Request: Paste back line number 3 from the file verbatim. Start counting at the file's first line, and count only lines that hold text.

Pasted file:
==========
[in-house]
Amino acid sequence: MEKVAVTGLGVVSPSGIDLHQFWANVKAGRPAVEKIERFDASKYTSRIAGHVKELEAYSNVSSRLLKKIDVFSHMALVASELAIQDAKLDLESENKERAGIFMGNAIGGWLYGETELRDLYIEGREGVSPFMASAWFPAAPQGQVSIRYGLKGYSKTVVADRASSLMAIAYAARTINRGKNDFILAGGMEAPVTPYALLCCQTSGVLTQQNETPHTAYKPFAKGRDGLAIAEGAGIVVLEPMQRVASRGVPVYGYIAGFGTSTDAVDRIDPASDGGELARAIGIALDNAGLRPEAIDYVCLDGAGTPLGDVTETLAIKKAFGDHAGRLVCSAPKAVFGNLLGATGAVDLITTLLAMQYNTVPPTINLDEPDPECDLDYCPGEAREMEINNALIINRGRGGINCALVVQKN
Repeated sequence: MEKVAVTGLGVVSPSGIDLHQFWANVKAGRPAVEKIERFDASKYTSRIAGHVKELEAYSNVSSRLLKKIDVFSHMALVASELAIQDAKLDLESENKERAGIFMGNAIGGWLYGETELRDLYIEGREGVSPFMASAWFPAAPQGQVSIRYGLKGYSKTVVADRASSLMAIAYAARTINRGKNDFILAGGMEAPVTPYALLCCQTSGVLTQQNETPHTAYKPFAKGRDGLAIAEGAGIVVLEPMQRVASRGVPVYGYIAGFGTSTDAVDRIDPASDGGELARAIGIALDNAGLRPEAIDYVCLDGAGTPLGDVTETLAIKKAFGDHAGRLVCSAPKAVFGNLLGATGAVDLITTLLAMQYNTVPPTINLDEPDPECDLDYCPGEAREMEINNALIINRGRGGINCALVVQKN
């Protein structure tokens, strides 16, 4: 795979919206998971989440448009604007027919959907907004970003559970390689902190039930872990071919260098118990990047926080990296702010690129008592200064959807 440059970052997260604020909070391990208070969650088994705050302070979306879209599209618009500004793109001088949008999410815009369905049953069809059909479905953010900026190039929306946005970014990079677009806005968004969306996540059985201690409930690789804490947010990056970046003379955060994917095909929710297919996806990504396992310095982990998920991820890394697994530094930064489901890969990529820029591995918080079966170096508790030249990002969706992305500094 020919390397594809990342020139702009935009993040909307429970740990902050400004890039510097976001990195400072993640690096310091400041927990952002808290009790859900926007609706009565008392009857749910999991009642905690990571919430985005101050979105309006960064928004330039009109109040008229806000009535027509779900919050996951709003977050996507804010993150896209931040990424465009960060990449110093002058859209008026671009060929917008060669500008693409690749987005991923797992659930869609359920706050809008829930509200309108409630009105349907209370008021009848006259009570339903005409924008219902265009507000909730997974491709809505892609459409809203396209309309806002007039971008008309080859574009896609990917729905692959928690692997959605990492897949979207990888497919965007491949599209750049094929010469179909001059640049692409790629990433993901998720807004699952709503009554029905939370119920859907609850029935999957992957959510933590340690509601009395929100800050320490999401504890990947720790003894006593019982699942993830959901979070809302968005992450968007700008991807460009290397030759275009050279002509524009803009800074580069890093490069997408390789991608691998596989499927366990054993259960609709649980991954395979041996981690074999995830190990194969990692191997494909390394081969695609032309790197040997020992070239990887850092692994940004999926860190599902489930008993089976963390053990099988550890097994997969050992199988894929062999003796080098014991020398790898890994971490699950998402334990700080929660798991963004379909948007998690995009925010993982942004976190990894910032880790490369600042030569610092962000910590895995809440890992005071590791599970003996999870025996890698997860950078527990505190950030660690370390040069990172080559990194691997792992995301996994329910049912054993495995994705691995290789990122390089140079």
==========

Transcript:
Repeated sequence: MEKVAVTGLGVVSPSGIDLHQFWANVKAGRPAVEKIERFDASKYTSRIAGHVKELEAYSNVSSRLLKKIDVFSHMALVASELAIQDAKLDLESENKERAGIFMGNAIGGWLYGETELRDLYIEGREGVSPFMASAWFPAAPQGQVSIRYGLKGYSKTVVADRASSLMAIAYAARTINRGKNDFILAGGMEAPVTPYALLCCQTSGVLTQQNETPHTAYKPFAKGRDGLAIAEGAGIVVLEPMQRVASRGVPVYGYIAGFGTSTDAVDRIDPASDGGELARAIGIALDNAGLRPEAIDYVCLDGAGTPLGDVTETLAIKKAFGDHAGRLVCSAPKAVFGNLLGATGAVDLITTLLAMQYNTVPPTINLDEPDPECDLDYCPGEAREMEINNALIINRGRGGINCALVVQKN